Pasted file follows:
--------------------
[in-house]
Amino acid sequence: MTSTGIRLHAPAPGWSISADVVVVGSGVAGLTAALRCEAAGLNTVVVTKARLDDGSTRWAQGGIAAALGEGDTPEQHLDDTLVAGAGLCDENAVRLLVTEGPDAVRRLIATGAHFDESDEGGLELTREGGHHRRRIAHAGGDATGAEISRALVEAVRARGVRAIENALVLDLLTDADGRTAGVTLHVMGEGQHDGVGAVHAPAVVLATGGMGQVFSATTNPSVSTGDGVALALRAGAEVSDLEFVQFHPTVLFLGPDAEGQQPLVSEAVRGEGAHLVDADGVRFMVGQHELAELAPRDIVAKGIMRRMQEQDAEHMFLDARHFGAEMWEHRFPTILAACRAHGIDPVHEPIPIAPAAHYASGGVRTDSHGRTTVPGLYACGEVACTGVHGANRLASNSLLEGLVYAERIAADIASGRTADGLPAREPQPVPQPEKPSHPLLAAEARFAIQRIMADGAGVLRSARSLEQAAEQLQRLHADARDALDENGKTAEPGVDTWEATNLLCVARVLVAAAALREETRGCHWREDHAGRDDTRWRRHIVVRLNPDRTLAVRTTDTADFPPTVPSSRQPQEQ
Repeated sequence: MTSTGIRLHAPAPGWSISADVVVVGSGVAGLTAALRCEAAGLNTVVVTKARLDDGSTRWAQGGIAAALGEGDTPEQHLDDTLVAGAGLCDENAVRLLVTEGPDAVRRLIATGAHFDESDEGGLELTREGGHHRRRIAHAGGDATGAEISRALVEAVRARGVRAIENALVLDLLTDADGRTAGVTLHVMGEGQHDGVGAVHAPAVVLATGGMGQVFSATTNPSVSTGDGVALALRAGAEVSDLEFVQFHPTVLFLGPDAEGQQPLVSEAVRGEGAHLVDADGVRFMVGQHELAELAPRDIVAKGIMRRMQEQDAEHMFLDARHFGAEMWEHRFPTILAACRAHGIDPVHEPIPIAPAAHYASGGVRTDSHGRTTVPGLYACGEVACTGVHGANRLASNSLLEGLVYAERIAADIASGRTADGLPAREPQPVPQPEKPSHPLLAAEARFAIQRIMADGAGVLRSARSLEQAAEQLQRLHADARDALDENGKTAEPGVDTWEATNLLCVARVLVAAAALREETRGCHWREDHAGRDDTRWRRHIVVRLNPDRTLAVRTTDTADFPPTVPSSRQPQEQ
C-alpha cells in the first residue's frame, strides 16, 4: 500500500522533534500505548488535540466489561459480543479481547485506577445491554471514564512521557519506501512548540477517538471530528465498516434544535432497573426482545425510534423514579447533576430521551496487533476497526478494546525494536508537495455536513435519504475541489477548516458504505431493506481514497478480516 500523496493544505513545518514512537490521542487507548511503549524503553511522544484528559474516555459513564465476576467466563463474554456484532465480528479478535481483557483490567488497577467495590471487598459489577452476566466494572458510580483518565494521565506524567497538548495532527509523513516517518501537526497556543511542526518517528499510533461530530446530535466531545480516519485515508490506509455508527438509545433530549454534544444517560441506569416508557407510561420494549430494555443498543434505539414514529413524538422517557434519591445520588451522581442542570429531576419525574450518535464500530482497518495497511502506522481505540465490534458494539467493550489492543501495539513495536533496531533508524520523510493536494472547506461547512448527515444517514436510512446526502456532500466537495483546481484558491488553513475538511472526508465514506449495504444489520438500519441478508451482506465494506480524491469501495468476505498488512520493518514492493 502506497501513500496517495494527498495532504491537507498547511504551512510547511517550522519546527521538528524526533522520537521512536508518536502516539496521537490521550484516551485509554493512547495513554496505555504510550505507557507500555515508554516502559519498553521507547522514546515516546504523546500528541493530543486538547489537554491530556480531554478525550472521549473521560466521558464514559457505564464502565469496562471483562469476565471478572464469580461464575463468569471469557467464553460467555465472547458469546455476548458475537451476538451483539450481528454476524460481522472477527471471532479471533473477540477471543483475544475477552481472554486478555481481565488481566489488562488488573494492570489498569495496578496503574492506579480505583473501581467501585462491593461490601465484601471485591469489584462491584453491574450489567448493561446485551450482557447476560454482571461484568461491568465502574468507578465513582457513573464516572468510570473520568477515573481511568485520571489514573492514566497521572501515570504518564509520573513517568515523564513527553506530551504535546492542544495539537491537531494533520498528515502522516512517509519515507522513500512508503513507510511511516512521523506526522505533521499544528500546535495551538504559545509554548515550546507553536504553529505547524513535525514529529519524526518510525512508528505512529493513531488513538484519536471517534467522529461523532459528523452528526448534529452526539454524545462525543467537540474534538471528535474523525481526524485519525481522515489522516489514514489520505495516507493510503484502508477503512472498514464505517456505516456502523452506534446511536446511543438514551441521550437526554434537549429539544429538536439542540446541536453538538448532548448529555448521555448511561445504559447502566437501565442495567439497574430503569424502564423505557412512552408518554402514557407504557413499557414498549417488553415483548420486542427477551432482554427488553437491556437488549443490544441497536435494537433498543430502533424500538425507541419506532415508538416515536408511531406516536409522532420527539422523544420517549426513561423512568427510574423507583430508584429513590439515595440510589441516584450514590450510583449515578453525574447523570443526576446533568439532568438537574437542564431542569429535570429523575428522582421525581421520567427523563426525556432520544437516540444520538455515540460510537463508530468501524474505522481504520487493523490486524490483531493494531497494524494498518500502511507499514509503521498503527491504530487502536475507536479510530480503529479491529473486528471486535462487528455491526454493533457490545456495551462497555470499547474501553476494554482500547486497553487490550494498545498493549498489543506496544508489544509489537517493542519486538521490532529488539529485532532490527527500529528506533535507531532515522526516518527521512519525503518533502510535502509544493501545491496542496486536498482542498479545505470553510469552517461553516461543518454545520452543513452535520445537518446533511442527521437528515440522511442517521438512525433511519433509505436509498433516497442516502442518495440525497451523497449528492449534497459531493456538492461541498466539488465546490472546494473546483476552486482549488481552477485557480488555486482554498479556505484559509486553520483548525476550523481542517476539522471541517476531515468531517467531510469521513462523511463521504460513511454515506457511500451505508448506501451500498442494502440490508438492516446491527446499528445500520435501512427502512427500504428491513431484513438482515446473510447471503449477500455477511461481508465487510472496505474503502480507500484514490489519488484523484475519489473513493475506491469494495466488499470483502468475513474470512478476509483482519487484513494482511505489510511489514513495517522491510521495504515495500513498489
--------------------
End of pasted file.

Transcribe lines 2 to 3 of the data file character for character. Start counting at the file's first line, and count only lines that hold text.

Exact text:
Amino acid sequence: MTSTGIRLHAPAPGWSISADVVVVGSGVAGLTAALRCEAAGLNTVVVTKARLDDGSTRWAQGGIAAALGEGDTPEQHLDDTLVAGAGLCDENAVRLLVTEGPDAVRRLIATGAHFDESDEGGLELTREGGHHRRRIAHAGGDATGAEISRALVEAVRARGVRAIENALVLDLLTDADGRTAGVTLHVMGEGQHDGVGAVHAPAVVLATGGMGQVFSATTNPSVSTGDGVALALRAGAEVSDLEFVQFHPTVLFLGPDAEGQQPLVSEAVRGEGAHLVDADGVRFMVGQHELAELAPRDIVAKGIMRRMQEQDAEHMFLDARHFGAEMWEHRFPTILAACRAHGIDPVHEPIPIAPAAHYASGGVRTDSHGRTTVPGLYACGEVACTGVHGANRLASNSLLEGLVYAERIAADIASGRTADGLPAREPQPVPQPEKPSHPLLAAEARFAIQRIMADGAGVLRSARSLEQAAEQLQRLHADARDALDENGKTAEPGVDTWEATNLLCVARVLVAAAALREETRGCHWREDHAGRDDTRWRRHIVVRLNPDRTLAVRTTDTADFPPTVPSSRQPQEQ
Repeated sequence: MTSTGIRLHAPAPGWSISADVVVVGSGVAGLTAALRCEAAGLNTVVVTKARLDDGSTRWAQGGIAAALGEGDTPEQHLDDTLVAGAGLCDENAVRLLVTEGPDAVRRLIATGAHFDESDEGGLELTREGGHHRRRIAHAGGDATGAEISRALVEAVRARGVRAIENALVLDLLTDADGRTAGVTLHVMGEGQHDGVGAVHAPAVVLATGGMGQVFSATTNPSVSTGDGVALALRAGAEVSDLEFVQFHPTVLFLGPDAEGQQPLVSEAVRGEGAHLVDADGVRFMVGQHELAELAPRDIVAKGIMRRMQEQDAEHMFLDARHFGAEMWEHRFPTILAACRAHGIDPVHEPIPIAPAAHYASGGVRTDSHGRTTVPGLYACGEVACTGVHGANRLASNSLLEGLVYAERIAADIASGRTADGLPAREPQPVPQPEKPSHPLLAAEARFAIQRIMADGAGVLRSARSLEQAAEQLQRLHADARDALDENGKTAEPGVDTWEATNLLCVARVLVAAAALREETRGCHWREDHAGRDDTRWRRHIVVRLNPDRTLAVRTTDTADFPPTVPSSRQPQEQ